Even as the sports ministry’s task force begins the exercise to spot potential medal winners for the 2024 and 2028 Olympic Games, they better keep a watch on the National Anti Doping Agency’s (NADA) January newsletter, which reveals that more athletes at the grassroots are taking shortcut to fame.
At least three dope cheats named in the newsletter — and facing provisional suspension — are from schools and colleges.
Salim, a college-level high jumper, failed dope test during the 2016 edition of the Delhi University inter-college competition in December. An outstanding performance could have helped him earn a place in the university team for the All India Inter Varsity.
Teenage shot-putter Jashanpreet Kaur was caught doping during the 19th CBSE national athletic meet in January last year, hinting that drugs are becoming increasingly common at grassroots level.
According to Athletics Federation of India (AFI) official, Arun Mehdiratta (head of the medical panel) winning gold in the CBSE meet doesn’t ensure one a place in the Indian team. “Why fringe athletes are taking drugs intrigues me.”
Some athletes are even taking drugs at the state level. Take for example young thrower Smritkhana Mana from West Bengal who failed a dope test during the state meet last May in Kolkata. All three athletes could end up being banned for four years.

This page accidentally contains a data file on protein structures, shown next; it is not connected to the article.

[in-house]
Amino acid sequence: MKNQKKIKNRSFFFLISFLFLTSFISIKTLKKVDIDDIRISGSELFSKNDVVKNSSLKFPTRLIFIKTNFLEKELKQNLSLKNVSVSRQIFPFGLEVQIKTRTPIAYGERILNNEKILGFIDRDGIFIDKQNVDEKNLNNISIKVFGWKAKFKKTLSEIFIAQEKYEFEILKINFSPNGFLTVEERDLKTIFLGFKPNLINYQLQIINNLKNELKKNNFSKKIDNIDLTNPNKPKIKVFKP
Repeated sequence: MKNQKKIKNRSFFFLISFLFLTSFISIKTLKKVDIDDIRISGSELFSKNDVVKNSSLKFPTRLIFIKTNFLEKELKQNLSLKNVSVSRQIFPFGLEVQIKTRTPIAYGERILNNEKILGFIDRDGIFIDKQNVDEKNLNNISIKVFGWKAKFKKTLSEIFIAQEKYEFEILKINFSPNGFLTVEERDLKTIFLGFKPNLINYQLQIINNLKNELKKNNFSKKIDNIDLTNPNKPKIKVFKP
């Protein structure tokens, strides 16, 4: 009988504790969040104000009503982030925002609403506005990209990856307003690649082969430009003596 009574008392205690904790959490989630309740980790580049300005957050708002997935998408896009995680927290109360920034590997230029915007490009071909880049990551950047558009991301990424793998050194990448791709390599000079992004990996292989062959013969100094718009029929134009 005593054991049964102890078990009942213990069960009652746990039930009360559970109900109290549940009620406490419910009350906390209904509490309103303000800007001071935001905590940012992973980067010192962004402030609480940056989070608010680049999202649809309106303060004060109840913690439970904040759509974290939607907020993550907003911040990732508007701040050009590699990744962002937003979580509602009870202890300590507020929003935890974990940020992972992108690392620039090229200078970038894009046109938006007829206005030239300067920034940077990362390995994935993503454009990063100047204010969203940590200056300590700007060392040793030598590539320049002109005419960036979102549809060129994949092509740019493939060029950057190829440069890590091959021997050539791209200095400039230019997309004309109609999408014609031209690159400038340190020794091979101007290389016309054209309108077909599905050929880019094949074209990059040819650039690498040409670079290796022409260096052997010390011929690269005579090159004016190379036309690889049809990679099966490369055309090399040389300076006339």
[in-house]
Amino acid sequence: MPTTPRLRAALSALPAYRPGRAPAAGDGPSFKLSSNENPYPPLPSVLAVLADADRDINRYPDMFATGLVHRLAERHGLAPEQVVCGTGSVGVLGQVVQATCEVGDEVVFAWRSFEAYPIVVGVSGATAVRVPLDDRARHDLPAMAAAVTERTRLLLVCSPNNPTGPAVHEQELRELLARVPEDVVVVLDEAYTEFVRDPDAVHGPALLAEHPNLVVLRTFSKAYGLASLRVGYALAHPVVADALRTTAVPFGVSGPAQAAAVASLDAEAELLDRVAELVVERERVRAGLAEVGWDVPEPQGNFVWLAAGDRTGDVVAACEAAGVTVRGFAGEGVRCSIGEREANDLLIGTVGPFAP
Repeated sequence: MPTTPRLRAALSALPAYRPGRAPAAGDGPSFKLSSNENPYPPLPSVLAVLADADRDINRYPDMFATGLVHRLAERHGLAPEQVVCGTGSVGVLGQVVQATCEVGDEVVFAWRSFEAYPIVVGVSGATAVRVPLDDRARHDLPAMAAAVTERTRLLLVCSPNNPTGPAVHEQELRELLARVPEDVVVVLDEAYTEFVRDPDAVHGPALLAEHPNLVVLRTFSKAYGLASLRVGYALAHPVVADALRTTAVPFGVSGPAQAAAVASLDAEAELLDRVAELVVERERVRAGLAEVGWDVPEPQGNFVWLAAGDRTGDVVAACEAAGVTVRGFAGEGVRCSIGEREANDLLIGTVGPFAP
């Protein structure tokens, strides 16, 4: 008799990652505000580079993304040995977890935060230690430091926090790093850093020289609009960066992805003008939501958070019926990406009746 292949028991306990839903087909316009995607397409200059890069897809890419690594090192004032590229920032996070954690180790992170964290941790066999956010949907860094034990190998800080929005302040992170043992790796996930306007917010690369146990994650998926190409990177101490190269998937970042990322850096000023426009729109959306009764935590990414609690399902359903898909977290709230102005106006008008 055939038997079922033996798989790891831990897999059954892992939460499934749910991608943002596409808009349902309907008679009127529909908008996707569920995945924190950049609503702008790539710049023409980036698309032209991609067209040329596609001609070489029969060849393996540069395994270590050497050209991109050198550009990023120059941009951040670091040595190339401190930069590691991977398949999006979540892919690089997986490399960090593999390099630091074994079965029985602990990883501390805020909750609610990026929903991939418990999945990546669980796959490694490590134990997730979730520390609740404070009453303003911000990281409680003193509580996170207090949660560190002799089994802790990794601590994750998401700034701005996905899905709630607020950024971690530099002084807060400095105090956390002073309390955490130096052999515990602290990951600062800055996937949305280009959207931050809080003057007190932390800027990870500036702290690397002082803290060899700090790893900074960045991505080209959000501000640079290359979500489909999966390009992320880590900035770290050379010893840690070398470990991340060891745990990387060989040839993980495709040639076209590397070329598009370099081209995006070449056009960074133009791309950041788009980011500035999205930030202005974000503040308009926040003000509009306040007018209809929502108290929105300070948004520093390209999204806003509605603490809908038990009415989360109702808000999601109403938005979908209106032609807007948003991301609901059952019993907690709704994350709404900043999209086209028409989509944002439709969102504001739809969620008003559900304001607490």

Last year, among the 80-odd athletes who failed dope tests, 20 were school and college-going.
With the National Anti Doping Agency (NADA) cutting down on testing in top national competitions, there is the likelihood that low-key events such as the CBSE and state-level competitions will get even lesser attention.
NADA took just five urine samples during the 65th All India Police volleyball cluster meet at Visakhapatnam (December, 2016). Four samples were collected during the All India Police hockey championship in Jammu (December, 2016).
Besides, only 12 players were tested during the hockey junior World Cup at Lucknow in December, an abysmal number considering the level of competition.
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